|Willow Shadows and Aspen, oil on panel 16 x 12, SOLD as a memento|
How to collect an art souvenir or memento:
1. Look for signs that it's an original work of art, not a reproduction. Watching an artist at work is great evidence. Assertions of a street vendor, not so much. Look at the art closely. If it's oil or acrylic, are there visible brush marks? Do the brush marks begin and end with the color mark, or do they carry through color marks as if they were put on later? Is it on canvas or panel that shows signs of a bit of extra paint on the back or edges? Does it smell like oil? Does a pastel or charcoal painting have a little bit of dust on surrounding materials? Can you see the thickness of the pastel marks when you look closely? These may be signs of an original.
Watercolor paint films have almost no thickness, so they are a little more tricky. Look at the edges of the painting. If they're razor straight, it may be a reproduction. Originals will usually be on watercolor paper, usually with a slight texture. Giclee reproductions can now be printed on watercolor paper, so this isn't a sure sign. But any paper texture patterns in the paint should match the bumps on the paper, not be superimposed on them. The finish of a watercolor is generally matte, but there may be a slight sheen over selected colors. You may be able to detect pigment particles in blue areas. The colors should have a clean, vivid appearance.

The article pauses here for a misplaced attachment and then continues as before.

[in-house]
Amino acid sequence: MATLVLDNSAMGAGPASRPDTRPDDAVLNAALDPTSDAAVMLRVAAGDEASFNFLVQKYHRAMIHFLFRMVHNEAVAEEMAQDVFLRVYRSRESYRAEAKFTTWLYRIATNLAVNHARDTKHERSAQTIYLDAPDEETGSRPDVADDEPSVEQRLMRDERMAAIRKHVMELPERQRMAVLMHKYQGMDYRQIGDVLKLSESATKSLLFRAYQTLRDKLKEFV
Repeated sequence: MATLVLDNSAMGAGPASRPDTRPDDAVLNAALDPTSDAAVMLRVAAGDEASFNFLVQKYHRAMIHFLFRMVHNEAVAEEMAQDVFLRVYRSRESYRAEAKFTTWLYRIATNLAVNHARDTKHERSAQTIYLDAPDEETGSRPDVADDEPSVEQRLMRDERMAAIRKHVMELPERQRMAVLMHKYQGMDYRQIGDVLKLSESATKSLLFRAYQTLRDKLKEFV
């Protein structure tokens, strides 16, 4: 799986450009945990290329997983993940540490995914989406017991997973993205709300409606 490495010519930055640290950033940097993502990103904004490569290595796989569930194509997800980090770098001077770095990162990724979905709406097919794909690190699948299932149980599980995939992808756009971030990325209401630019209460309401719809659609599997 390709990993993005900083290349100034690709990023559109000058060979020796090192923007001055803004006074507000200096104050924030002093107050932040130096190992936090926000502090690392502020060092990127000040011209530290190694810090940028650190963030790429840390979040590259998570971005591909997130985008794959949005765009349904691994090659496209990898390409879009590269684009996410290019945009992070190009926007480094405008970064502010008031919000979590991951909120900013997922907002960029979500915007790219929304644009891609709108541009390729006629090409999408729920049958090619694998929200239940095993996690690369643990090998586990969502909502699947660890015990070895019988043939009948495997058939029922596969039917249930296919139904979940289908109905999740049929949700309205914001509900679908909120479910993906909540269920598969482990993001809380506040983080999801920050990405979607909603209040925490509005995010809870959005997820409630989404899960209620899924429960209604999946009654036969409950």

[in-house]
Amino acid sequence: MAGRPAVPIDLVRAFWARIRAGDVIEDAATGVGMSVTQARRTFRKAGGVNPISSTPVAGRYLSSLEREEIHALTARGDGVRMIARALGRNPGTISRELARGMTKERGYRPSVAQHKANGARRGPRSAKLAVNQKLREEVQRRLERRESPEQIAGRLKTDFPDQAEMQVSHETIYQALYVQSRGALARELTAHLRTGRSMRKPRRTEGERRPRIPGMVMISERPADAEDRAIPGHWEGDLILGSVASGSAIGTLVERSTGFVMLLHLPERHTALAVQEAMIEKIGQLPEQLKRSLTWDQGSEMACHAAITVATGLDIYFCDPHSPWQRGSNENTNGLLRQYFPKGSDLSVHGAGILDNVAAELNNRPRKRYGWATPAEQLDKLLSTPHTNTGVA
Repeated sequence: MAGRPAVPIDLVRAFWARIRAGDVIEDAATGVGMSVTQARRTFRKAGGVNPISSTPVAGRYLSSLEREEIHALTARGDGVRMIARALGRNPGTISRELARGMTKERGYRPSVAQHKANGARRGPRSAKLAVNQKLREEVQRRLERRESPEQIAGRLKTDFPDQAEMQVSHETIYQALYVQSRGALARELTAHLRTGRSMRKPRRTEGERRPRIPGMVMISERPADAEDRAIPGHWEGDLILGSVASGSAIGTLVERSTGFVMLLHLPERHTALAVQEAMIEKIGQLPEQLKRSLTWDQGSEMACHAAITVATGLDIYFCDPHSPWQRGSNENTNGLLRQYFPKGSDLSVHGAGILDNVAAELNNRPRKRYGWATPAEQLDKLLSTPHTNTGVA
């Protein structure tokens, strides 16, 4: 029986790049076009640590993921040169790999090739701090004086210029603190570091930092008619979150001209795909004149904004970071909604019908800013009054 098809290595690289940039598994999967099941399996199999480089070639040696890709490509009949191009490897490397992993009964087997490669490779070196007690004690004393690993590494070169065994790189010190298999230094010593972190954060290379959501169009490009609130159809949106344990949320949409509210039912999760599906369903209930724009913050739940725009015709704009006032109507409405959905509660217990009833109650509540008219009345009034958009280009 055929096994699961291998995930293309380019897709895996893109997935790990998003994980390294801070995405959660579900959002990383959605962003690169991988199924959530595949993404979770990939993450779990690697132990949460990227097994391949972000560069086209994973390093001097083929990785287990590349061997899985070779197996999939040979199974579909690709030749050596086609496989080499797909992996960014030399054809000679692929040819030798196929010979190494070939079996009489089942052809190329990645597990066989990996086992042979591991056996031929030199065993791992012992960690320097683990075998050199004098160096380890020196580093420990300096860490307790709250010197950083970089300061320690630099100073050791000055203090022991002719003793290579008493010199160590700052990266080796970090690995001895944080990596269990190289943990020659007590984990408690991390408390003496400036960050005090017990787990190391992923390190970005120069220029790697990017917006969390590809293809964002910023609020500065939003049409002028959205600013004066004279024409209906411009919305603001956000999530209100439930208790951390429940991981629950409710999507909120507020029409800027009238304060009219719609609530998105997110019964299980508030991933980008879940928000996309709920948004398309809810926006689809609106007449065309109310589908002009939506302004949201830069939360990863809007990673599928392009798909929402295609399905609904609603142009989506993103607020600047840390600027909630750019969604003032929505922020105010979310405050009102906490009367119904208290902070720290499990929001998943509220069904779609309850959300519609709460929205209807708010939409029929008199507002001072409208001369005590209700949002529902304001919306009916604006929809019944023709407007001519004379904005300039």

2. Choose art that you love. Don't worry about whether it fits your color scheme, or whether you have a place for it. You can always find a place for it, even if it means rotating some artwork.
3. Landscapes of the area make great mementos, but almost any kind of art will do. Florals, abstracts, pottery, textiles, all carry the flavor of the area and the artists who live and work there.
4. If you're buying from the artist, ask for the story of how it was painted. Write it down, and store it on the back of the art to add to the memory of the trip.
Now, where will you travel next?